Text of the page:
While recycling can help, it is not an all-encompassing solution. Longer term, the best way to reduce America’s reliance on foreign sources of critical minerals is to innovate away from technologies that rely on critical minerals that are supply constrained in the United States. For lithium-ion batteries, that means moving away from cathode designs that use minerals like nickel, which is currently controlled by russia, and away from cobalt, which often exploits child labor in the Democratic Republic of the Congo. As mentioned above, the transition to alternative technologies is already beginning in the grid-scale storage market as prices for nickel, cobalt, and other critical minerals skyrocket. The market is naturally selecting more earth-abundant technologies, and we should find a way to source more of those materials from domestic and allied producers.
It is important to note that even if the energy storage sector moves away from reliance on NMC cathodes, there will still be a vast need for lithium itself. Thus, there also needs to be a strong focus on developing domestic sources of lithium, including co-producing lithium from geothermal brines and expanding direct mining, in addition to recycling as much lithium from existing batteries as possible.
Alternative Long Duration Storage Technologies
Even if we managed to develop a supply chain composed solely of U.S. and allied nations for lithium-based batteries in the electric sector, those technologies still would not prove effective for long-duration applications. Since a 21st century grid requires storage options that can last upwards of 100 hours, the public and private sectors should aggressively invest in the demonstration and commercialization of non-lithium technologies.There are a variety of technologies under development — including thermal, chemical, and mechanical — that could both meet long-duration timelines and be cost competitive. Each technology must be assessed against several criteria, including supply security, performance, and price.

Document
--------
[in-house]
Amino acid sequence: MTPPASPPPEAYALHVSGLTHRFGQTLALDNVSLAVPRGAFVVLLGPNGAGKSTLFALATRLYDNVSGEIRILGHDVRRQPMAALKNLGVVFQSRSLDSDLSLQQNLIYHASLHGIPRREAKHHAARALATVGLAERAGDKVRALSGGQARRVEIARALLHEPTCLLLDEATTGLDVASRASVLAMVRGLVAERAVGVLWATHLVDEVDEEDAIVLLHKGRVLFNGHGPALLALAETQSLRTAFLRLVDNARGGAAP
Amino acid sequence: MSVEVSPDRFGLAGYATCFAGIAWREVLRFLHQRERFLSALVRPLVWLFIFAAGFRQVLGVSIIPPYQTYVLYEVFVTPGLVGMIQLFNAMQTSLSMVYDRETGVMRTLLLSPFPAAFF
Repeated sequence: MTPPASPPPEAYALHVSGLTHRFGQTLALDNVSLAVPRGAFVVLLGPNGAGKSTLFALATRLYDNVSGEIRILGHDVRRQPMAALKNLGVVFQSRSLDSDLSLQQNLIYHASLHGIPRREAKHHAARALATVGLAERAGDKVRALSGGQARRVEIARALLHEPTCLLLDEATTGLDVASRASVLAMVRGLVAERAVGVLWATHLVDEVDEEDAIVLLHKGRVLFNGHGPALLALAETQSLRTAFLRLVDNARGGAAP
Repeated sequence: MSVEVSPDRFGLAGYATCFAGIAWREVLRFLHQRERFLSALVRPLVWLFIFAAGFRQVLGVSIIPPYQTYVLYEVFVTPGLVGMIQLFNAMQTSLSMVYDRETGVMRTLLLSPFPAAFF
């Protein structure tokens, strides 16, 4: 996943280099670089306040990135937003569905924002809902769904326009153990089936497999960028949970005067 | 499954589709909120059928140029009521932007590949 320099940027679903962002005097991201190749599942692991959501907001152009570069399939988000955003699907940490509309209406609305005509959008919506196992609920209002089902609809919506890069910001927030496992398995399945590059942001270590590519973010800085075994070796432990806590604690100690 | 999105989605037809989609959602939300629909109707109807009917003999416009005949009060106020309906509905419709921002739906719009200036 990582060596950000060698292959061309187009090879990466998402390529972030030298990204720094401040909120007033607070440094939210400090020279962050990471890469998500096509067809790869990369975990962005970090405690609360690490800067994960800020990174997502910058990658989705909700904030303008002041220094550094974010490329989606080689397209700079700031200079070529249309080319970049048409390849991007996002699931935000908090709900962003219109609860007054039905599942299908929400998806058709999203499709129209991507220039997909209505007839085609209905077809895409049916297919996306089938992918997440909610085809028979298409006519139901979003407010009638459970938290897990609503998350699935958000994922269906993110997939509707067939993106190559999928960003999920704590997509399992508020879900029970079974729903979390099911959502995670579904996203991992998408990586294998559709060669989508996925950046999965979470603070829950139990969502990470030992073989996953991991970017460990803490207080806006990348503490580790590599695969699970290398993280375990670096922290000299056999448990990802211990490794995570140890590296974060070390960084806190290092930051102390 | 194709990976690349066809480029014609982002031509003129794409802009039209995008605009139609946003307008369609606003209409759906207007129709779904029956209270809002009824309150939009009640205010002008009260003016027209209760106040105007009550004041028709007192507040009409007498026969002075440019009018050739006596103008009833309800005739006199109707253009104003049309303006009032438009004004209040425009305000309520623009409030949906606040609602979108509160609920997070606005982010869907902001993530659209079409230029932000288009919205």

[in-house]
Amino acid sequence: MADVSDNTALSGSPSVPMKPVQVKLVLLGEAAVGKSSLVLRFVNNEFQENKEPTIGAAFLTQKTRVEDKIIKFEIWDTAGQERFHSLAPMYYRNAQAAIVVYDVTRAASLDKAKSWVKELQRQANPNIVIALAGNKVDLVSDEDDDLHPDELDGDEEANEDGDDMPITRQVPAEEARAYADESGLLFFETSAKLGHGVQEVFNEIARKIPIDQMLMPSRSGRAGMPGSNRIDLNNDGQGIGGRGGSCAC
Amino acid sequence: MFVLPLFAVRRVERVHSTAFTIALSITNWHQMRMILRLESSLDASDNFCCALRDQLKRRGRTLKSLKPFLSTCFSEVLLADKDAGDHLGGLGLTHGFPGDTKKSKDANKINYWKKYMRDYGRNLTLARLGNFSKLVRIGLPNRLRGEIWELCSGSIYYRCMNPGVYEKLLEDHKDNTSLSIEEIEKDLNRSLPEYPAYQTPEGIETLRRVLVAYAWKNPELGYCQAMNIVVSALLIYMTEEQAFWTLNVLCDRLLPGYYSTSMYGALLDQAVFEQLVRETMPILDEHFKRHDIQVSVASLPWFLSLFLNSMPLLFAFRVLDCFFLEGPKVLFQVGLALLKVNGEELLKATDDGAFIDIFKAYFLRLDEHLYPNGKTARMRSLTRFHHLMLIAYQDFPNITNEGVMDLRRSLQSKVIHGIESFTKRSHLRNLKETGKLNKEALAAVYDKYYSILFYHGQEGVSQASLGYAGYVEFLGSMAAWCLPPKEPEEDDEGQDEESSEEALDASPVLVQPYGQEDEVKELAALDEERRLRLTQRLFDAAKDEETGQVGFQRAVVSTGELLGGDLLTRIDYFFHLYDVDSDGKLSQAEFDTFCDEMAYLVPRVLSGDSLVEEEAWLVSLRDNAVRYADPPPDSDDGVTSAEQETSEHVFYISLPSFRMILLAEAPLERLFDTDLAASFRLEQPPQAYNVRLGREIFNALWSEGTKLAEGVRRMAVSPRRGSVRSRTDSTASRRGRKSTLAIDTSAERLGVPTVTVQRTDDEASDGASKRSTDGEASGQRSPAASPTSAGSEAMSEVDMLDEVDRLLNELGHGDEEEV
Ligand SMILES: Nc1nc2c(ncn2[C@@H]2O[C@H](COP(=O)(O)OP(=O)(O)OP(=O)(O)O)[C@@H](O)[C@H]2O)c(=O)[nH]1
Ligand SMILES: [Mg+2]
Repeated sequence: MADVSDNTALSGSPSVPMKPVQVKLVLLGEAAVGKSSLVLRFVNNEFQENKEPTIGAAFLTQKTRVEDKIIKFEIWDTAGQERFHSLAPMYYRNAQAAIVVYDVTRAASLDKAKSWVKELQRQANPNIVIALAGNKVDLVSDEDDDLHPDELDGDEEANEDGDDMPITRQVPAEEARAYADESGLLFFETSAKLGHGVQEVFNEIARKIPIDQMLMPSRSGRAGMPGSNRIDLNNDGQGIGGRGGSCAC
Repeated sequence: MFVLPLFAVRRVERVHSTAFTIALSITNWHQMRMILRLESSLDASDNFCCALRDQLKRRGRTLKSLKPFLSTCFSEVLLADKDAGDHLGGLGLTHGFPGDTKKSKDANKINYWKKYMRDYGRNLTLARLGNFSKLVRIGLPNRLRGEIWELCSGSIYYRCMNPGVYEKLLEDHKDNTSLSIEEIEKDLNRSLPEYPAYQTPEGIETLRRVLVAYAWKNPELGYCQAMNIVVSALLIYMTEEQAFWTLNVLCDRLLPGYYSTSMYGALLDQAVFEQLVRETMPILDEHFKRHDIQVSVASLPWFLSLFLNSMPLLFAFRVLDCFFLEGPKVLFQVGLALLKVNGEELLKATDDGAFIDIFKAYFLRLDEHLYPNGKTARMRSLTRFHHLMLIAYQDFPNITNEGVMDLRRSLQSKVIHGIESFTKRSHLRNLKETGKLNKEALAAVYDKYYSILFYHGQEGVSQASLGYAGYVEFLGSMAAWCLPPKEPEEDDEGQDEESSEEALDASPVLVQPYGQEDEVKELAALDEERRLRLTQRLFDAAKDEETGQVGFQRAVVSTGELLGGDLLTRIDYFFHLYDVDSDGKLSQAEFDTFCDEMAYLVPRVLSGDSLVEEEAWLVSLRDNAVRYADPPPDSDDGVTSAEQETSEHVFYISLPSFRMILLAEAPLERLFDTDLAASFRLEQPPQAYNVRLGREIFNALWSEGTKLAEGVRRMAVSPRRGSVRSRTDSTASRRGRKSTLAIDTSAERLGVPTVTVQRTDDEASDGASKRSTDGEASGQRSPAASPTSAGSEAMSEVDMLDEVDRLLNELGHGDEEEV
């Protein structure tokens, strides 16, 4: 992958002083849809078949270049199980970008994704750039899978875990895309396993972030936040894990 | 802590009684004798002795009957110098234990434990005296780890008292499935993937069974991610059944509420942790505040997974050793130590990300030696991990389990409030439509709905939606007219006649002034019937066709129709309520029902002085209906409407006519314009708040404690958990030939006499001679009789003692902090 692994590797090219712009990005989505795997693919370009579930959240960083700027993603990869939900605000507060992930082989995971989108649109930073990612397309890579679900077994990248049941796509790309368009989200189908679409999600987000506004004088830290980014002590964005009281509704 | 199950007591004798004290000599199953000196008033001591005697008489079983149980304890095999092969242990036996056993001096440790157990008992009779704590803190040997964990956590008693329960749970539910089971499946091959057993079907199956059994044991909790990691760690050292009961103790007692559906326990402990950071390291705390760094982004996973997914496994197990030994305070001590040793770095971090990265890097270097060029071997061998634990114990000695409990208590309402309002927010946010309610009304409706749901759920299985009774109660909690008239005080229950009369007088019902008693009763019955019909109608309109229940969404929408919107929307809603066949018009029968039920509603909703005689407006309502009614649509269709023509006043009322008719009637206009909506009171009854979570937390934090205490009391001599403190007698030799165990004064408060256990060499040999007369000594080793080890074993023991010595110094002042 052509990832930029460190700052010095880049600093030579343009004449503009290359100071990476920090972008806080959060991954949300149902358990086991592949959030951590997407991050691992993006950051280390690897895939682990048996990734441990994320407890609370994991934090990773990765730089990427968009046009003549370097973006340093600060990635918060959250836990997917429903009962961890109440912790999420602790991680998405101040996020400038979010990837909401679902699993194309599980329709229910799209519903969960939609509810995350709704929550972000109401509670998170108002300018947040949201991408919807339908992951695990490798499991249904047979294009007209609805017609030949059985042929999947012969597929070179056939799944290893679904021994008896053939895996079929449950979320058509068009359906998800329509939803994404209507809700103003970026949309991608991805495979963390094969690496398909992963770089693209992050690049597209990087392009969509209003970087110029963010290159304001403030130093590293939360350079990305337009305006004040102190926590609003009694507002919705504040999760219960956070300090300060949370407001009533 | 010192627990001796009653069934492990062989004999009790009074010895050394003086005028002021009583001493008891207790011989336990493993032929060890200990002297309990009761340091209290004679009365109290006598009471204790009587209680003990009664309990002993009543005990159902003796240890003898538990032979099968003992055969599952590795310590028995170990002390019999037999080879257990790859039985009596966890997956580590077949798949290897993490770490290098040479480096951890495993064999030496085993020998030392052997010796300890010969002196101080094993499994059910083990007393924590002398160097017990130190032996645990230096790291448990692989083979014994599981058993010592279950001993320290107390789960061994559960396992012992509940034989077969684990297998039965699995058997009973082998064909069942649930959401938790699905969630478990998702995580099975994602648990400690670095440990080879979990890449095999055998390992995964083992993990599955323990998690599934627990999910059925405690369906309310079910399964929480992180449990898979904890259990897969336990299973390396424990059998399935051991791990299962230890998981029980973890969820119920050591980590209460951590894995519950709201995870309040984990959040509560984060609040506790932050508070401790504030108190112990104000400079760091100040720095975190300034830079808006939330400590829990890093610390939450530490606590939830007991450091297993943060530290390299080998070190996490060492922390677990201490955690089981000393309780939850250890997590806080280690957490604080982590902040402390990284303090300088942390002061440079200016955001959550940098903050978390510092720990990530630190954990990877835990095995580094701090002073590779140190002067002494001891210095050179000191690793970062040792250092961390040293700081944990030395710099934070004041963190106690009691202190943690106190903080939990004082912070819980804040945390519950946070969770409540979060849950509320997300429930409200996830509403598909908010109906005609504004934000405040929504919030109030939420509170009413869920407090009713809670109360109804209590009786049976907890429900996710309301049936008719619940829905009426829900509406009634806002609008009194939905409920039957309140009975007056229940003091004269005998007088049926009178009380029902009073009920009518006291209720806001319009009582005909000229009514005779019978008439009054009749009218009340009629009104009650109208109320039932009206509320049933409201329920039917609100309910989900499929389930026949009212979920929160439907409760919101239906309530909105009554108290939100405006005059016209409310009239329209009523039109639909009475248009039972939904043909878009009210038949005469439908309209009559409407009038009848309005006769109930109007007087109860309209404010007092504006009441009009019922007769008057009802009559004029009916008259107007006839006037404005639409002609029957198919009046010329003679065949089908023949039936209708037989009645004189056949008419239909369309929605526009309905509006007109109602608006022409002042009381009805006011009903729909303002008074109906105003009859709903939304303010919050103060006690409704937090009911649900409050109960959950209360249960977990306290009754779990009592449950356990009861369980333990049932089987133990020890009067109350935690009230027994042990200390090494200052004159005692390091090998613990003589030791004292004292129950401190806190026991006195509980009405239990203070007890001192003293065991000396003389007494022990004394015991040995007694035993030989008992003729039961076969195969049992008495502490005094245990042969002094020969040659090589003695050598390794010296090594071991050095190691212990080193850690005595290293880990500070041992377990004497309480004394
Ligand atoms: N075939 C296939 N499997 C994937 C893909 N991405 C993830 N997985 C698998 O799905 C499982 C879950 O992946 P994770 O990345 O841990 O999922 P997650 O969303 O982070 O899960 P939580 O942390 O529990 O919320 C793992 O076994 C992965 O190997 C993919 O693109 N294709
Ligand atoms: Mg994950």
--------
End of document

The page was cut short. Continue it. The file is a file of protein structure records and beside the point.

By definition, a seasonable energy storage technology is a backstop that would rarely be required to fully discharge its rated capacity. These technologies would only be fully utilized during the worst of weather conditions or periods of intense stress on the grid. As a result, the energy cost of a long-duration technology must be incredibly low to reach significant deployment, likely below $20/kwh of energy capacity – far below today’s energy storage costs.
Thermal Energy Storage
Thermal energy storage takes excess heat energy and stores it in various materials, including rocks, cement, storage tanks, hydrogen, or in liquid air.
These technologies transfer energy into a material that is capable of storing the energy for a longer time frame, capable of maximizing excess energy or arbitraging lower cost energy. There are a number of companies pioneering thermal energy storage in the United States, and the venture capital community has injected millions of private sector dollars into promising start-up companies like Malta and Antora. Another clever thermal energy storage example is TerraPower’s Natrium nuclear reactor, which would couple molten salt energy storage with a nuclear power plant. The nuclear plant would be able to run continuously by storing excess power as heat in the molten salt, and then use that heat to produce electricity as needed. The first commercial demonstration of TerraPower’s novel technology is underway in Kemmerer, Wyoming as part of a public-private partnership via the signature Department of Energy’s Advanced Reactor Demonstration Program (ARDP).